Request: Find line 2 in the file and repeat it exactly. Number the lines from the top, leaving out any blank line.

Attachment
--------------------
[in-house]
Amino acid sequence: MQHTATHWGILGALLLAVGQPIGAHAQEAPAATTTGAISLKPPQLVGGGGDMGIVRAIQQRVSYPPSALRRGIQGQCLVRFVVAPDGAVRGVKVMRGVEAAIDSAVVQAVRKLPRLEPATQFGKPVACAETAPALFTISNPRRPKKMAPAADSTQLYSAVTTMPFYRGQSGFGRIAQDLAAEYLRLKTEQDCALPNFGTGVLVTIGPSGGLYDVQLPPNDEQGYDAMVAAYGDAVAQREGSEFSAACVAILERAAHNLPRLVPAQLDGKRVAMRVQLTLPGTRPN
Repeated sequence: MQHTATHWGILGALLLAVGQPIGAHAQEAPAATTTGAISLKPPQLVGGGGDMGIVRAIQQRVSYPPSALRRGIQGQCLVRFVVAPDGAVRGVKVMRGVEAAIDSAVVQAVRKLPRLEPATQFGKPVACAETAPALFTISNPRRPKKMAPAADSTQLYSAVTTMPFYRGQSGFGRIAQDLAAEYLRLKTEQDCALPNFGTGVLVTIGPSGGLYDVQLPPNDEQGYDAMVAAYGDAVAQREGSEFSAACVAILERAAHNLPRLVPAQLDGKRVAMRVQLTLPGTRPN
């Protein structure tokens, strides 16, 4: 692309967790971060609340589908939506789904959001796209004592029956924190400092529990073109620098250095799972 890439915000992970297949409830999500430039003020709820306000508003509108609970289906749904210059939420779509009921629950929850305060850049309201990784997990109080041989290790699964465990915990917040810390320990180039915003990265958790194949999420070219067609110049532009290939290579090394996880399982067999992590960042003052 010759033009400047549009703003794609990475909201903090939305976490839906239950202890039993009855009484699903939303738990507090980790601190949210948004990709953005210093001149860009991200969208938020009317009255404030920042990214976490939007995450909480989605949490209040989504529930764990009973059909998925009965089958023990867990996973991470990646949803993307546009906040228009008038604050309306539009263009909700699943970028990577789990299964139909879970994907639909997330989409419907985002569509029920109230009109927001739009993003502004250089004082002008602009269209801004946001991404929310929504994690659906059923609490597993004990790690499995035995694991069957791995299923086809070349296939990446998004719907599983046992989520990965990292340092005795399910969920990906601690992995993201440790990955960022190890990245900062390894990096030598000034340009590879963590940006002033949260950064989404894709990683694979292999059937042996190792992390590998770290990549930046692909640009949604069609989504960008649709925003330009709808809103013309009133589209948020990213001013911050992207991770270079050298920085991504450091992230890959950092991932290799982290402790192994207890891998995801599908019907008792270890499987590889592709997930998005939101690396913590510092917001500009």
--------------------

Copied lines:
Amino acid sequence: MQHTATHWGILGALLLAVGQPIGAHAQEAPAATTTGAISLKPPQLVGGGGDMGIVRAIQQRVSYPPSALRRGIQGQCLVRFVVAPDGAVRGVKVMRGVEAAIDSAVVQAVRKLPRLEPATQFGKPVACAETAPALFTISNPRRPKKMAPAADSTQLYSAVTTMPFYRGQSGFGRIAQDLAAEYLRLKTEQDCALPNFGTGVLVTIGPSGGLYDVQLPPNDEQGYDAMVAAYGDAVAQREGSEFSAACVAILERAAHNLPRLVPAQLDGKRVAMRVQLTLPGTRPN